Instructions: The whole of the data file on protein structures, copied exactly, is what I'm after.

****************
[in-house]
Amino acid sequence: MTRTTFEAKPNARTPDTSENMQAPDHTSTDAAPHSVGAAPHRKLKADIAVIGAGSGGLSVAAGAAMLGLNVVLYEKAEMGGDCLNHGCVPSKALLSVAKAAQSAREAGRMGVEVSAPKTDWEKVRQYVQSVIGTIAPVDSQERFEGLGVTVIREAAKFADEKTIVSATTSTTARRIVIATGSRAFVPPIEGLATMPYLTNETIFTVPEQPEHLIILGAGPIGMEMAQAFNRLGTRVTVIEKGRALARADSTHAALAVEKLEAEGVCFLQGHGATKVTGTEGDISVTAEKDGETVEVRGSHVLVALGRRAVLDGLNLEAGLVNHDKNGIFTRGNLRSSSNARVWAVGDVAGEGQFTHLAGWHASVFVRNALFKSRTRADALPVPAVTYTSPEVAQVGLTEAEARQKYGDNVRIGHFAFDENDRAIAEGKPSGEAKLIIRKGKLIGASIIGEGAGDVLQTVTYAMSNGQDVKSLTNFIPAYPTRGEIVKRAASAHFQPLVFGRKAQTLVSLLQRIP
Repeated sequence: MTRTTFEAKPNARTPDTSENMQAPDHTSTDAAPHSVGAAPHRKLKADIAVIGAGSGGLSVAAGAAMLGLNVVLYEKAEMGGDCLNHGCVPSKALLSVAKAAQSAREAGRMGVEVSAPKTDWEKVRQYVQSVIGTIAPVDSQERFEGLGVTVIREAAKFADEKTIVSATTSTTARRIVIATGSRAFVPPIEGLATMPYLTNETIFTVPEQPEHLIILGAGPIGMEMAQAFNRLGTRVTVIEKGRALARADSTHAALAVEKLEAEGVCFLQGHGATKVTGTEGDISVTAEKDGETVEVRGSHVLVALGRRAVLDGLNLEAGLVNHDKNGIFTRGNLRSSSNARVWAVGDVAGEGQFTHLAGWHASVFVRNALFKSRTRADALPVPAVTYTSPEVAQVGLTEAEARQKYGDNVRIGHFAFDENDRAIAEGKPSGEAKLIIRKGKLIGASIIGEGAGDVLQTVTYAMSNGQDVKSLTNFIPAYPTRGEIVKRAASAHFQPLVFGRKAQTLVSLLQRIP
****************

[in-house]
Amino acid sequence: MTRTTFEAKPNARTPDTSENMQAPDHTSTDAAPHSVGAAPHRKLKADIAVIGAGSGGLSVAAGAAMLGLNVVLYEKAEMGGDCLNHGCVPSKALLSVAKAAQSAREAGRMGVEVSAPKTDWEKVRQYVQSVIGTIAPVDSQERFEGLGVTVIREAAKFADEKTIVSATTSTTARRIVIATGSRAFVPPIEGLATMPYLTNETIFTVPEQPEHLIILGAGPIGMEMAQAFNRLGTRVTVIEKGRALARADSTHAALAVEKLEAEGVCFLQGHGATKVTGTEGDISVTAEKDGETVEVRGSHVLVALGRRAVLDGLNLEAGLVNHDKNGIFTRGNLRSSSNARVWAVGDVAGEGQFTHLAGWHASVFVRNALFKSRTRADALPVPAVTYTSPEVAQVGLTEAEARQKYGDNVRIGHFAFDENDRAIAEGKPSGEAKLIIRKGKLIGASIIGEGAGDVLQTVTYAMSNGQDVKSLTNFIPAYPTRGEIVKRAASAHFQPLVFGRKAQTLVSLLQRIP
Repeated sequence: MTRTTFEAKPNARTPDTSENMQAPDHTSTDAAPHSVGAAPHRKLKADIAVIGAGSGGLSVAAGAAMLGLNVVLYEKAEMGGDCLNHGCVPSKALLSVAKAAQSAREAGRMGVEVSAPKTDWEKVRQYVQSVIGTIAPVDSQERFEGLGVTVIREAAKFADEKTIVSATTSTTARRIVIATGSRAFVPPIEGLATMPYLTNETIFTVPEQPEHLIILGAGPIGMEMAQAFNRLGTRVTVIEKGRALARADSTHAALAVEKLEAEGVCFLQGHGATKVTGTEGDISVTAEKDGETVEVRGSHVLVALGRRAVLDGLNLEAGLVNHDKNGIFTRGNLRSSSNARVWAVGDVAGEGQFTHLAGWHASVFVRNALFKSRTRADALPVPAVTYTSPEVAQVGLTEAEARQKYGDNVRIGHFAFDENDRAIAEGKPSGEAKLIIRKGKLIGASIIGEGAGDVLQTVTYAMSNGQDVKSLTNFIPAYPTRGEIVKRAASAHFQPLVFGRKAQTLVSLLQRIP